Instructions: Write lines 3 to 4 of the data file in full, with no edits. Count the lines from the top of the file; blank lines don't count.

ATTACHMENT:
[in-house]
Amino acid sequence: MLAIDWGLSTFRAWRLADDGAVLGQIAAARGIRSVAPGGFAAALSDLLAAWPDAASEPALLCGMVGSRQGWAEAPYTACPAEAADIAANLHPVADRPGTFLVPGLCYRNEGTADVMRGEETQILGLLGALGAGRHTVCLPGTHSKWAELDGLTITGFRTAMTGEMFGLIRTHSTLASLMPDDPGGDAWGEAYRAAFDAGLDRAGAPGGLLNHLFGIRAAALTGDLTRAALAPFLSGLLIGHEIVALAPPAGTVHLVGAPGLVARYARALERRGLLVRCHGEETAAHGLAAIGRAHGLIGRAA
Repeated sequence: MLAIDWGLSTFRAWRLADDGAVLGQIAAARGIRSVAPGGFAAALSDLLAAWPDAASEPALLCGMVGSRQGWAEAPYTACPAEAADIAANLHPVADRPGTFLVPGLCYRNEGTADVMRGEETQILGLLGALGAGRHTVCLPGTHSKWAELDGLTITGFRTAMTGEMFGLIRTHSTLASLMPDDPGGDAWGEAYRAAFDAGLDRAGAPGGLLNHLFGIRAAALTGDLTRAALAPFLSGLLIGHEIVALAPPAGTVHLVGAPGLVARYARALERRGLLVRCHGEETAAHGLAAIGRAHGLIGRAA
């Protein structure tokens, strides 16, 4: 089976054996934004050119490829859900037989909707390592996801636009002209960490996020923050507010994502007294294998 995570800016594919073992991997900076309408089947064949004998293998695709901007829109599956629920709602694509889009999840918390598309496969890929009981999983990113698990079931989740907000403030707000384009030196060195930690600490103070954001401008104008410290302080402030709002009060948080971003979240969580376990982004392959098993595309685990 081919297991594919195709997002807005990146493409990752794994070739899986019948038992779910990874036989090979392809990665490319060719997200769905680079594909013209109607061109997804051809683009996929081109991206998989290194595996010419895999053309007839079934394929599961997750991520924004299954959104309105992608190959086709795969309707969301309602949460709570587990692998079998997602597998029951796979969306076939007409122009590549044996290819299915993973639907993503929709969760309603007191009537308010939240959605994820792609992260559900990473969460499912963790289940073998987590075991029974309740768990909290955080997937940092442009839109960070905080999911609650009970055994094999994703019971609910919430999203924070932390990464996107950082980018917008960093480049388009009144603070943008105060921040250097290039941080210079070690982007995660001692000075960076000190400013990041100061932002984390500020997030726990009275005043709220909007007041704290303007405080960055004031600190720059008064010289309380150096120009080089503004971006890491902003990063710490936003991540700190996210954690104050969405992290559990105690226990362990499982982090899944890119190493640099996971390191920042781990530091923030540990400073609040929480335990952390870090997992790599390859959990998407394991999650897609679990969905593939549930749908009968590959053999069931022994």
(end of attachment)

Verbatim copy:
Repeated sequence: MLAIDWGLSTFRAWRLADDGAVLGQIAAARGIRSVAPGGFAAALSDLLAAWPDAASEPALLCGMVGSRQGWAEAPYTACPAEAADIAANLHPVADRPGTFLVPGLCYRNEGTADVMRGEETQILGLLGALGAGRHTVCLPGTHSKWAELDGLTITGFRTAMTGEMFGLIRTHSTLASLMPDDPGGDAWGEAYRAAFDAGLDRAGAPGGLLNHLFGIRAAALTGDLTRAALAPFLSGLLIGHEIVALAPPAGTVHLVGAPGLVARYARALERRGLLVRCHGEETAAHGLAAIGRAHGLIGRAA
């Protein structure tokens, strides 16, 4: 089976054996934004050119490829859900037989909707390592996801636009002209960490996020923050507010994502007294294998 995570800016594919073992991997900076309408089947064949004998293998695709901007829109599956629920709602694509889009999840918390598309496969890929009981999983990113698990079931989740907000403030707000384009030196060195930690600490103070954001401008104008410290302080402030709002009060948080971003979240969580376990982004392959098993595309685990 081919297991594919195709997002807005990146493409990752794994070739899986019948038992779910990874036989090979392809990665490319060719997200769905680079594909013209109607061109997804051809683009996929081109991206998989290194595996010419895999053309007839079934394929599961997750991520924004299954959104309105992608190959086709795969309707969301309602949460709570587990692998079998997602597998029951796979969306076939007409122009590549044996290819299915993973639907993503929709969760309603007191009537308010939240959605994820792609992260559900990473969460499912963790289940073998987590075991029974309740768990909290955080997937940092442009839109960070905080999911609650009970055994094999994703019971609910919430999203924070932390990464996107950082980018917008960093480049388009009144603070943008105060921040250097290039941080210079070690982007995660001692000075960076000190400013990041100061932002984390500020997030726990009275005043709220909007007041704290303007405080960055004031600190720059008064010289309380150096120009080089503004971006890491902003990063710490936003991540700190996210954690104050969405992290559990105690226990362990499982982090899944890119190493640099996971390191920042781990530091923030540990400073609040929480335990952390870090997992790599390859959990998407394991999650897609679990969905593939549930749908009968590959053999069931022994």